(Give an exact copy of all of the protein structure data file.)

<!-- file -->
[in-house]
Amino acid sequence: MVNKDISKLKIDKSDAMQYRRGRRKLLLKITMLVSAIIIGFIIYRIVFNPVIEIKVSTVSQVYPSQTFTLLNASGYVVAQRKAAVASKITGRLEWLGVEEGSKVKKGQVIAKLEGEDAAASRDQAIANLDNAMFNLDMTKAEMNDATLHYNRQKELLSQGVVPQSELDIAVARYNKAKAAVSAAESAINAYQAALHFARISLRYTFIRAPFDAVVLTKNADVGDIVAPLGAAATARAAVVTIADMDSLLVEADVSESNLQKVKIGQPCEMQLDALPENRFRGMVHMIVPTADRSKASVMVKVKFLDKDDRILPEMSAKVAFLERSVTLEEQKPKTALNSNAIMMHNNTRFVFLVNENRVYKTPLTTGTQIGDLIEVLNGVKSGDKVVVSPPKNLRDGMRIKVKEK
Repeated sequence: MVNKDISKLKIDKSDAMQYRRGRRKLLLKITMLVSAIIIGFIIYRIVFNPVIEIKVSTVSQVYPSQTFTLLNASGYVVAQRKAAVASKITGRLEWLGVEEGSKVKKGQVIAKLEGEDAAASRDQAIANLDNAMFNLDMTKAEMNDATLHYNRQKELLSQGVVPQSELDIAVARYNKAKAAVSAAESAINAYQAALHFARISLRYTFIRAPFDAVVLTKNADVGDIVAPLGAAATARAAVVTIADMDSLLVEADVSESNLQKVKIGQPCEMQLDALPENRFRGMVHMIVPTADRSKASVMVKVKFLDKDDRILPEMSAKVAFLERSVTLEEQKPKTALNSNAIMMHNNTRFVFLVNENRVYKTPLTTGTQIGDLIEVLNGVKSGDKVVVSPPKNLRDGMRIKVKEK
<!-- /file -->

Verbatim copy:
[in-house]
Amino acid sequence: MVNKDISKLKIDKSDAMQYRRGRRKLLLKITMLVSAIIIGFIIYRIVFNPVIEIKVSTVSQVYPSQTFTLLNASGYVVAQRKAAVASKITGRLEWLGVEEGSKVKKGQVIAKLEGEDAAASRDQAIANLDNAMFNLDMTKAEMNDATLHYNRQKELLSQGVVPQSELDIAVARYNKAKAAVSAAESAINAYQAALHFARISLRYTFIRAPFDAVVLTKNADVGDIVAPLGAAATARAAVVTIADMDSLLVEADVSESNLQKVKIGQPCEMQLDALPENRFRGMVHMIVPTADRSKASVMVKVKFLDKDDRILPEMSAKVAFLERSVTLEEQKPKTALNSNAIMMHNNTRFVFLVNENRVYKTPLTTGTQIGDLIEVLNGVKSGDKVVVSPPKNLRDGMRIKVKEK
Repeated sequence: MVNKDISKLKIDKSDAMQYRRGRRKLLLKITMLVSAIIIGFIIYRIVFNPVIEIKVSTVSQVYPSQTFTLLNASGYVVAQRKAAVASKITGRLEWLGVEEGSKVKKGQVIAKLEGEDAAASRDQAIANLDNAMFNLDMTKAEMNDATLHYNRQKELLSQGVVPQSELDIAVARYNKAKAAVSAAESAINAYQAALHFARISLRYTFIRAPFDAVVLTKNADVGDIVAPLGAAATARAAVVTIADMDSLLVEADVSESNLQKVKIGQPCEMQLDALPENRFRGMVHMIVPTADRSKASVMVKVKFLDKDDRILPEMSAKVAFLERSVTLEEQKPKTALNSNAIMMHNNTRFVFLVNENRVYKTPLTTGTQIGDLIEVLNGVKSGDKVVVSPPKNLRDGMRIKVKEK